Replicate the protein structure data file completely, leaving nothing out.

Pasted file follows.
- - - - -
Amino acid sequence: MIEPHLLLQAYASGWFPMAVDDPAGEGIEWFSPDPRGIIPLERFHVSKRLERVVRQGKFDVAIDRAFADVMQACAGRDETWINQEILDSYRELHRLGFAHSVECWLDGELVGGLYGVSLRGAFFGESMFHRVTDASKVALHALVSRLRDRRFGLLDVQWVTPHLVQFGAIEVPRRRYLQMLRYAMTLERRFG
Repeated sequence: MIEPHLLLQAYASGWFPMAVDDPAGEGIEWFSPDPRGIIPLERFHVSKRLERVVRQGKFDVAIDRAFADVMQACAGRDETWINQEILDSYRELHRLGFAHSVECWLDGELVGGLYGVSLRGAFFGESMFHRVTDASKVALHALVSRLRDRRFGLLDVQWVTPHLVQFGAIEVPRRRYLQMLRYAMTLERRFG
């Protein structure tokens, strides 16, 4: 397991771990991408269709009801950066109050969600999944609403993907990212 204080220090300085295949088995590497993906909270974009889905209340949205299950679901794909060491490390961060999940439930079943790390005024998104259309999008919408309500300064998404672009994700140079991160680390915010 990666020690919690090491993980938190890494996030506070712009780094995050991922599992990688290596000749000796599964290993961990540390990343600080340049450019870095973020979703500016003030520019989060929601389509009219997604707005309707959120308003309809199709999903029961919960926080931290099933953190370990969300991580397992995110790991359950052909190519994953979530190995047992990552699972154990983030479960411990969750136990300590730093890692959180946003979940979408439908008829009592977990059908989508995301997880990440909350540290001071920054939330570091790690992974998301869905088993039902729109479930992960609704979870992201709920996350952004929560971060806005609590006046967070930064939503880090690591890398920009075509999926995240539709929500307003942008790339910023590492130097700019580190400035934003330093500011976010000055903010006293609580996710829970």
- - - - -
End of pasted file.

Amino acid sequence: MIEPHLLLQAYASGWFPMAVDDPAGEGIEWFSPDPRGIIPLERFHVSKRLERVVRQGKFDVAIDRAFADVMQACAGRDETWINQEILDSYRELHRLGFAHSVECWLDGELVGGLYGVSLRGAFFGESMFHRVTDASKVALHALVSRLRDRRFGLLDVQWVTPHLVQFGAIEVPRRRYLQMLRYAMTLERRFG
Repeated sequence: MIEPHLLLQAYASGWFPMAVDDPAGEGIEWFSPDPRGIIPLERFHVSKRLERVVRQGKFDVAIDRAFADVMQACAGRDETWINQEILDSYRELHRLGFAHSVECWLDGELVGGLYGVSLRGAFFGESMFHRVTDASKVALHALVSRLRDRRFGLLDVQWVTPHLVQFGAIEVPRRRYLQMLRYAMTLERRFG
């Protein structure tokens, strides 16, 4: 397991771990991408269709009801950066109050969600999944609403993907990212 204080220090300085295949088995590497993906909270974009889905209340949205299950679901794909060491490390961060999940439930079943790390005024998104259309999008919408309500300064998404672009994700140079991160680390915010 990666020690919690090491993980938190890494996030506070712009780094995050991922599992990688290596000749000796599964290993961990540390990343600080340049450019870095973020979703500016003030520019989060929601389509009219997604707005309707959120308003309809199709999903029961919960926080931290099933953190370990969300991580397992995110790991359950052909190519994953979530190995047992990552699972154990983030479960411990969750136990300590730093890692959180946003979940979408439908008829009592977990059908989508995301997880990440909350540290001071920054939330570091790690992974998301869905088993039902729109479930992960609704979870992201709920996350952004929560971060806005609590006046967070930064939503880090690591890398920009075509999926995240539709929500307003942008790339910023590492130097700019580190400035934003330093500011976010000055903010006293609580996710829970």